Events turn ever uglier, and it is well after midnight when they move to a ghastly climax. The children are awake to see a favourite waiter of theirs from a local restaurant, named Mario, be enticed alone up to the stage. The magician interrogates the simple-natured youth insinuatingly, seeking to extract titillating details of his personal life. He prizes out the fact that Mario loves a girl called Silvestra, but that he is unsure of her feelings for him. He plays on Mario’s uncertainties, suggesting that his beloved Silvestra might like to cavort with rougher types than himself. At last he persuades the hapless waiter that he himself is Silvestra. “It is time that you see me and recognise me, Mario, my beloved!” Cipolla entreats his victim, “Kiss me…Trust me, I love thee.” Mario leans down and kisses his tormentor, but then recoils horribly at the act.

I’ll leave you to find out how it ends, if you’re so-minded. The story is, of course, an allegory of the rise of fascism which Mann had witnessed in Italy and which was to be writ larger in his German homeland. But it’s a timeless tale in that there will always be proselytisers of wicked creeds who seek to hypnotise others into false beliefs. Mann emphasised the importance of the crowd-pressure that fascism relied upon in deconstructing individual will. But nowadays you don’t even need to leave your bedroom to be deceived by internet ideologues into believing that they are your beloved Silvestra.      

An Unholy Street

When I lived in London I worked for some time in an office overlooking the Aldwych, off the Strand. I did not know then, as I watched the traffic thunder relentlessly by from an upper-floor window, that this had once been an out-of-the-way area of great charm and character. Around the turn of the nineteenth century twenty-eight acres of closely packed lanes, alleys and courtyards thereabouts were demolished in a grand redevelopment, to be replaced by Kingsway and the Aldwych and to facilitate the widening of the Strand. I was also unaware then that the area once housed the reputedly unholy Holywell Street, notorious in Victorian times for its bookshops where pornography could be found.


Holywell Street by Thomas Hosmer Shepherd (1793-1864) Public domain, via Wikimedia Commons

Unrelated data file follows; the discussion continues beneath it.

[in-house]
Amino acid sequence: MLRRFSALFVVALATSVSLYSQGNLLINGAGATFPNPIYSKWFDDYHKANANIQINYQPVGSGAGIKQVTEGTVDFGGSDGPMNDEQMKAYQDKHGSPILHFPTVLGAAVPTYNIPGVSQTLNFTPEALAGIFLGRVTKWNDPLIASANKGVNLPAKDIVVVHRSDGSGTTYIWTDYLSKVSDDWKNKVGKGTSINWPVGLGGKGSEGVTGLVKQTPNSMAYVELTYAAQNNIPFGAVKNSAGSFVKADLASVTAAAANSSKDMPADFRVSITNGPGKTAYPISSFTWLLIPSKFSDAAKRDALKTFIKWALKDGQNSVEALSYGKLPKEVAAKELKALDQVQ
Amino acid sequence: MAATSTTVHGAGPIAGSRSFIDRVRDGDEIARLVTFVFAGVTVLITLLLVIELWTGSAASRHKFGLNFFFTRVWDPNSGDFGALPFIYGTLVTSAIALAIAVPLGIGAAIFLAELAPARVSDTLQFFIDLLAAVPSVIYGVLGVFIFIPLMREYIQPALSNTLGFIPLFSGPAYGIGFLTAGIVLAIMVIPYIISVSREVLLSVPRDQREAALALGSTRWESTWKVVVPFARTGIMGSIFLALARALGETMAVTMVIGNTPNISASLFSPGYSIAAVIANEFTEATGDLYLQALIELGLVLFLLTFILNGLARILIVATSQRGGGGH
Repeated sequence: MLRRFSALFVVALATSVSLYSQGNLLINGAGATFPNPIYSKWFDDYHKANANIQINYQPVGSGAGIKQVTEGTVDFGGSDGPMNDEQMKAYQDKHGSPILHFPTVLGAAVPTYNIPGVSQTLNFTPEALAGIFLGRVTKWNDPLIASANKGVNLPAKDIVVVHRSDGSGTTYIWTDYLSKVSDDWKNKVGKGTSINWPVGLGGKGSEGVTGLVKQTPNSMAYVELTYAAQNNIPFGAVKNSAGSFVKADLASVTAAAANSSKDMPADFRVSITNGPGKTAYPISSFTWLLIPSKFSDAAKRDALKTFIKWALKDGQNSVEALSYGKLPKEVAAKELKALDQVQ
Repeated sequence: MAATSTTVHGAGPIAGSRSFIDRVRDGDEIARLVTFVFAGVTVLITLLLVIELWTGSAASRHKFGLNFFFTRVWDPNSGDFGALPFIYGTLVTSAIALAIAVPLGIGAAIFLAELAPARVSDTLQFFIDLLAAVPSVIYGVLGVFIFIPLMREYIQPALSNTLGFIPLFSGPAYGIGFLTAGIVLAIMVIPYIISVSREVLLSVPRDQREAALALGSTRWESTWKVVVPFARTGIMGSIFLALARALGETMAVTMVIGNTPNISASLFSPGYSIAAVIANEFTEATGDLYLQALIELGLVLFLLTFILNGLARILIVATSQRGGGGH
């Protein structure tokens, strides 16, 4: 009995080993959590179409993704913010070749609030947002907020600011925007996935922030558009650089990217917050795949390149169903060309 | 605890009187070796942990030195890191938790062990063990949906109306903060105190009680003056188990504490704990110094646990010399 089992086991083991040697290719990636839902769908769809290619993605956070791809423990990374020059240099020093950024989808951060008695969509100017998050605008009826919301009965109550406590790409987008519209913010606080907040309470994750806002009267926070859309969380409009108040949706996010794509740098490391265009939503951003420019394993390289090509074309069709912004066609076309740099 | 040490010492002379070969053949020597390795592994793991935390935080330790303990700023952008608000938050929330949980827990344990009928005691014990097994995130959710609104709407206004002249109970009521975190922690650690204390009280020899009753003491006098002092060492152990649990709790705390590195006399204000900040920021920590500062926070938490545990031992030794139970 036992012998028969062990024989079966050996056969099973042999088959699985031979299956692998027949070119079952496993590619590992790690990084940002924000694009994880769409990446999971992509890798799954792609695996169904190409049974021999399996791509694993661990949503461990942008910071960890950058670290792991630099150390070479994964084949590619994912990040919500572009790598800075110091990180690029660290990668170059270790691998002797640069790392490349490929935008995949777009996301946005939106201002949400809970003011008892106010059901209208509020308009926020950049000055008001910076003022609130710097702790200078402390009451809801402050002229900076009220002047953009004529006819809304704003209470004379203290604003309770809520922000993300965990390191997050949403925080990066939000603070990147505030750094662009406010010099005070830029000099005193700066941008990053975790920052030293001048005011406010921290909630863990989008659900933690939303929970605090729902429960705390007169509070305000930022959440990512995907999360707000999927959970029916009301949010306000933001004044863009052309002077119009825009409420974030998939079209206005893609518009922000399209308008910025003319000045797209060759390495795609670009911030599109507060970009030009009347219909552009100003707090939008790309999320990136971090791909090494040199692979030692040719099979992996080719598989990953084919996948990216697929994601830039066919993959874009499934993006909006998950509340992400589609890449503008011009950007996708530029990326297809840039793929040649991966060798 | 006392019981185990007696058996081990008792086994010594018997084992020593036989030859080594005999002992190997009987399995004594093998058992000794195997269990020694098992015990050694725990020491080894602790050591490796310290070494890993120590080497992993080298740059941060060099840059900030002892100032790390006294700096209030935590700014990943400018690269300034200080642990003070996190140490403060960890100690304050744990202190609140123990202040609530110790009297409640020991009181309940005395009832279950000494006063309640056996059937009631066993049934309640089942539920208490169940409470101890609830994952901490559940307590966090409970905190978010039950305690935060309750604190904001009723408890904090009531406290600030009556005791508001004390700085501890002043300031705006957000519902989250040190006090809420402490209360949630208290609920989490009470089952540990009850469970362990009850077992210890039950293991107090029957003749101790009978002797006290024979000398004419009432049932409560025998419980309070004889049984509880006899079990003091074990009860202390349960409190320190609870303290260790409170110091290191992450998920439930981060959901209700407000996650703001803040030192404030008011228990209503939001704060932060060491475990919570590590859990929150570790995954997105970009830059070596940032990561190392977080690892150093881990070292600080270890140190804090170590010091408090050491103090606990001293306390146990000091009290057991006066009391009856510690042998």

Despite its open appearance in the above illustration, old photographs show the street to have been so narrow as to exclude most wheeled traffic. Like nearby Wych Street, which was also rubbed out in the grand Edwardian redevelopment, Holywell Street contained a higgledy-piggledy array of quaint old buildings, some of great antiquity.

Though writing long after its demise Michael Sadleir, author of Fanny by Gaslight, penned a vivid portrait of Holywell Street in his novel of London low-life Forlorn Sunset (pp. 410-22, 1947). Sadleir (1888 to 1957) has his luckless antihero, Paul Gladwin, go there for nefarious purposes in November 1878. Gladwin’s “lean stooping figure, wearing a shabby black overcoat and a shapeless slouch hat”, shuffles into the “narrow chasm of Holywell Street”.

Sadleir writes: “A crazy jumble of houses rose on either side. A few of the old timbered buildings, whose upper stories so far overhung that two people could shake hands across the roadway, had survived the Great Fire; a few others, partially destroyed, had been patched and tinkered into some sort of stability…A rag-bag of a street, in fact, and one whose population was as squalid and promiscuous as its architecture…

“More than one huckster made a pitch of Holywell Street. A vendor of comic songs stood and walked and stood again, shouting the titles of his penny sheets, often with humorous gesture or lively comment. A knife-seller had set out his wares on a small square of dirty carpet. Others, with trays slung about their necks, offered studs or glass jewellery or secret nostrums for various and often alarming ailments.

“The ground-floors of the buildings…housed a succession of small shops. The majority were bookshops, print-shops or jumbles of old glass, china and second-hand furniture; but there was also a sprinkling of food and clothing shops, two small auction rooms open to the street, a jeweller (so-called), a barber, and quite half a dozen cigar-shops. At either end stood a flaunting public house.”